We continue to monitor and document this unique perched lava channel that currently defines the eruption. Though we can not be sure, it is likely that, through the coming weeks to months, the lava channel will continue to do what it is doing now. It will produce frequent, brief overflows that will mantle the channel levees and add to the channel's already elevated position. Only time will tell.

Activity update

Kilauea summit and Pu`u `O`o continued to deflate slowly, although the changes have been quite small over the past week. Seismic tremor levels continued to be low. Earthquakes were located mostly beneath Halema`uma`u Crater and the south flank faults.

The July 21 eruption continues to supply lava into a perched channel from eruptive fissure D, 2.3 km (1.4 mi) northeast of Pu`u `O`o. The channel forms a discontinuous, north-northeast-trending molten stream about 1.4 km (0.9 mi) long. The channel has been segmented into separate pools due to narrow sections of the channel roofing over to form bridges. Overflows from both sides of the channel continue to build up the channel walls. Lava backing up behind the bridges has elevated each upstream section of the channel above its downstream neighbor, giving the channel a stair-stepped appearance dropping downstream to the northeast.

Near the end of the channel, lava drains into two lava tubes--one carrying lava to the north, and the other carrying lava to the east. Over the last week, the southeastern tube was the more dominant and was supplying lava to a slowly advancing pahoehoe flow. This thin, dispersed flow was moving east along the crest of Kilauea's east rift zone over lava erupted in 1977, but had stagnated at its farthest extent (4.6 km, or 2.9 miles, from the north end of the channel) by Sunday, November 4. Further lava supplied by this easterly tube has been active about 1 km (0.7 mi) upstream from the terminus, near Pu`u Kia`i. Besides these flows, small `a`a flows continue to be fed from intermittent seeps breaking out from the north and south sides of the channel.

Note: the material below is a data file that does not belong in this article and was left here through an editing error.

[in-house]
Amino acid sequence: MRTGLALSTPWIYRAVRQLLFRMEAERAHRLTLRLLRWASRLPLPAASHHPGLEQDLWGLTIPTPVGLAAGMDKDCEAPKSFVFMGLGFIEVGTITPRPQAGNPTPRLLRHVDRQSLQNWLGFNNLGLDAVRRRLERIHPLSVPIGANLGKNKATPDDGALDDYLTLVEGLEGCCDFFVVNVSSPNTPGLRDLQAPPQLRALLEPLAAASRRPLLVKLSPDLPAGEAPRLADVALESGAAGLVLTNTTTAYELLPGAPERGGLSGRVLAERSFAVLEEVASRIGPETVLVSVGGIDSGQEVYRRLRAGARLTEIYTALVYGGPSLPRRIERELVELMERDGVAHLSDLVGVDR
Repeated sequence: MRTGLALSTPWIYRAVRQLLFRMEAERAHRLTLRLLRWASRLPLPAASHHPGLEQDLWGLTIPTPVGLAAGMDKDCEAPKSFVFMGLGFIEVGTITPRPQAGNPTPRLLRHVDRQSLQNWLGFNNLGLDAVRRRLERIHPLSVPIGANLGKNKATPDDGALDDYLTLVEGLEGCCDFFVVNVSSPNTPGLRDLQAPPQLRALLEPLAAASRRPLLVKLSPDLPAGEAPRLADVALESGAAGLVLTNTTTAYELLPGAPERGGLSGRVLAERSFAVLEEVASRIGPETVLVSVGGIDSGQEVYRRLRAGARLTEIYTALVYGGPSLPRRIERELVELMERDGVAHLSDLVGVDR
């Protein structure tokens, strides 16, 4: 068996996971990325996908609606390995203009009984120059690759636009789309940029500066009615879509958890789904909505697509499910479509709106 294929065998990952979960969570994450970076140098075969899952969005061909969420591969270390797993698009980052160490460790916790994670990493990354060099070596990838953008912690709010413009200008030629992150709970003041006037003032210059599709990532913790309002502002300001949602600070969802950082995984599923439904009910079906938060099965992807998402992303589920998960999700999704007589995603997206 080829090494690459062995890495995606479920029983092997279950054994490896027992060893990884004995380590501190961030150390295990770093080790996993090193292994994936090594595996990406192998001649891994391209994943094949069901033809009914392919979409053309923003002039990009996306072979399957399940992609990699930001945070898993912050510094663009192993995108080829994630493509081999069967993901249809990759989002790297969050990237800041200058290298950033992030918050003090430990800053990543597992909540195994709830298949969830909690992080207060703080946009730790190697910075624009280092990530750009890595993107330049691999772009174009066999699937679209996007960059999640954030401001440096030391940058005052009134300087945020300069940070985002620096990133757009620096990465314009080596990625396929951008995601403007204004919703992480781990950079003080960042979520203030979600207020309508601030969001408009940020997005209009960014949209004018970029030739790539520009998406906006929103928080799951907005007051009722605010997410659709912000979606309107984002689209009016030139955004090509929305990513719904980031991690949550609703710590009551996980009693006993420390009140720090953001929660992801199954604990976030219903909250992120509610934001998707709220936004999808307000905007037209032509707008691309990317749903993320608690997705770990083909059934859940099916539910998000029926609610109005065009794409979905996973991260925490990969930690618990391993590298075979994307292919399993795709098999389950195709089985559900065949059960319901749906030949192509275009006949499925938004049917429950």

At Pu`u `O`o, no incandescence has been seen on the Webcam at night since August. The heavy fume coming from Pu`u `O`o completely obscures any view into the crater. As in years past, Pu`u `O`o likely is serving as a large chimney, beneath which lava is stored briefly and degassed substantially enroute to the erupting fissure. Sloughing of Pu`u `O`o into its own crater since late August has left numerous fresh cracks on the north rim and south flank of the cone.

Vent areas are hazardous. Access to the eruption site, in the Pu`u Kahauale`a Natural Area Reserve, is closed (http://www.state.hi.us/dlnr/chair/pio/HtmlNR/07-N076.htm).

Four earthquakes beneath Hawai`i Island were reported felt within the past week. A pair of magnitude-3.4 earthquakes occurred at 2:01 and 2:27 a.m., H.s.t., on Sunday, November 4, 2007, and were located 15 km (9 miles) south of Volcano village at a depth of 11 km (7 miles). A magnitude-3.1 earthquake occurred at 7:35 p.m. on Monday, November 5, and was located 13 km (8 miles) northeast of Mauna Kea summit at a depth of 29 km (18 miles). A magnitude-3.0 earthquake occurred at 5:00 a.m. on Thursday, November 8, and was located 3 km (2 miles) northeast of Captain Cook at a depth of 13 km (8 miles).

Mauna Loa is not erupting. Three earthquakes were located beneath the summit. Extension between locations spanning the summit, indicating inflation, continues at steady, slow rates.

Visit our Web site (hvo.wr.usgs.gov) for daily Kilauea eruption updates and nearly real-time Hawai`i earthquake information. Kilauea daily update summaries are also available by phone at (808) 967-8862. skip past bottom navigational bar


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Updated: November 13, 2007 (pnf)